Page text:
Construction of a crude oil pipeline from Hoima district in Uganda to the Indian Ocean Tanzanian Port of Tanga has kicked off in earnest. The Hoima-Tanga crude oil pipeline has been in the offing in recent years.
And on Saturday, Ugandan President Yoweri Museveni and his Tanzania counterpart Joseph Pombe Magufuli have laid the foundation stone for the 1,445km-long East African crude oil pipe line.
The Hoima-Tanga crude oil pipeline , the longest of its kind in the world, will cost $3.5 billion and will be completed by 2020. The pipeline works will be undertaken by Total E&P, CNOOC and Tullow Oil, together with the two governments of Uganda and Tanzania.
The pipe line will on completion carry 216,000 barrels of crude oil for export daily.
More than 45,000 youth will benefit directly and indirectly with the implementation of the project, which upon completion is to completely change the outlook of port of Tanga.
Speaking at the event, Tanzanian president John Pombe Magufuli urged the youth to explore opportunities available in the project, which he said touches on almost every sector.
He praised Uganda for choosing Tanga route for the crude oil pipeline, which will also be a source of revenue for the two east African nations.
“It is high time Tanzanians chipped in and benefited from the regional project, which has countless benefits,” he said.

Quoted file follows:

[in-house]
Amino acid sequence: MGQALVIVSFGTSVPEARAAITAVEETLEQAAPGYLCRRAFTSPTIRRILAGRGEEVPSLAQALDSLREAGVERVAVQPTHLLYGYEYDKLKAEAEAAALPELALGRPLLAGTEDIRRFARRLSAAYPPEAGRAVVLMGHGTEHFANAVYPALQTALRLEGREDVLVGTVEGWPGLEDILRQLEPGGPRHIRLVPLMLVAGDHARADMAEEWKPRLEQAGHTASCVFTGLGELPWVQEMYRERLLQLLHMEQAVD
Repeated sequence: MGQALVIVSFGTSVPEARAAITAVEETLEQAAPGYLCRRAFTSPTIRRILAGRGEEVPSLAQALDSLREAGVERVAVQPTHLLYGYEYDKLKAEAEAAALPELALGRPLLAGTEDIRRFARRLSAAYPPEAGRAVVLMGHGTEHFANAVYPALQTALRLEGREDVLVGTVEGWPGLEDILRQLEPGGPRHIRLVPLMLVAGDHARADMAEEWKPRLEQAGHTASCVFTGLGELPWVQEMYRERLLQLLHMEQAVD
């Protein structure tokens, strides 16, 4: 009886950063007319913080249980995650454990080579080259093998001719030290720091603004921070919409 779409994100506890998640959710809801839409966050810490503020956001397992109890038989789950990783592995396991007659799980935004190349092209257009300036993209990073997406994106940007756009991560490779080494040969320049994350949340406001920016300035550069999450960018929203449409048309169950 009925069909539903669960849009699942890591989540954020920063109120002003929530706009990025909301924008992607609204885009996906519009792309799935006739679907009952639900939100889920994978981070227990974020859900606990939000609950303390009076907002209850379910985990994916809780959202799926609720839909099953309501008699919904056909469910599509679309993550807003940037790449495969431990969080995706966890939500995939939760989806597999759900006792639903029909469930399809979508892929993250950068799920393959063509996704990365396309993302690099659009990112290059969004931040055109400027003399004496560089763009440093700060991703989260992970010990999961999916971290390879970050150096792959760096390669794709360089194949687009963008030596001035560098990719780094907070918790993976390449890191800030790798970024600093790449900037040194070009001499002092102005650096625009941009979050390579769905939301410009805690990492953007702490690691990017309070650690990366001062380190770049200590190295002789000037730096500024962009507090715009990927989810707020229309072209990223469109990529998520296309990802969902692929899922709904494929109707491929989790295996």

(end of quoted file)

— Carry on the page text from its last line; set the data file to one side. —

On his part Uganda president Museveni thanked President Magufuli for concessions on the Hoima-Tanga crude oil pipeline which include zero pay transit tax, Value Added Tax, corporate income tax and 20 years depreciation tax holiday.
Uganda will also be granted a free corridor where the pipeline passes while Tanzania promised to buy shares in the pipeline.
“I urge all East African member states to look at the East African crude oil pipe line as an East African community asset,” Museveni said.
He noted that with many discoveries of oil and gas deposits in many other countries in the region, the facility will be a vehicle for oil to the sea from all the East African countries.
According to feasibility studies, the Tanga route was deemed the cheapest for Uganda to transport its oil from the production point in Hoima to the international market.
Tanga route has convenient flat terrain, not interrupted by other activities, has lowest environmental challenges, and provides the shortest schedule for Uganda to see the first oil exports around mid-2020.
Uganda in April 2016 pulled out of the initial plan to jointly build the pipeline with Kenya from Hoima oilfields to proposed Lamu port via oil-rich Lokichar Basin at an estimated cost of $5 billion (about Sh516.55 billion).
Kenya decided to continue with plans to build a crude oil pipeline from oilfields in south Turkana to Lamu at an estimated cost of $2.1 billion (about Sh216.95 billion).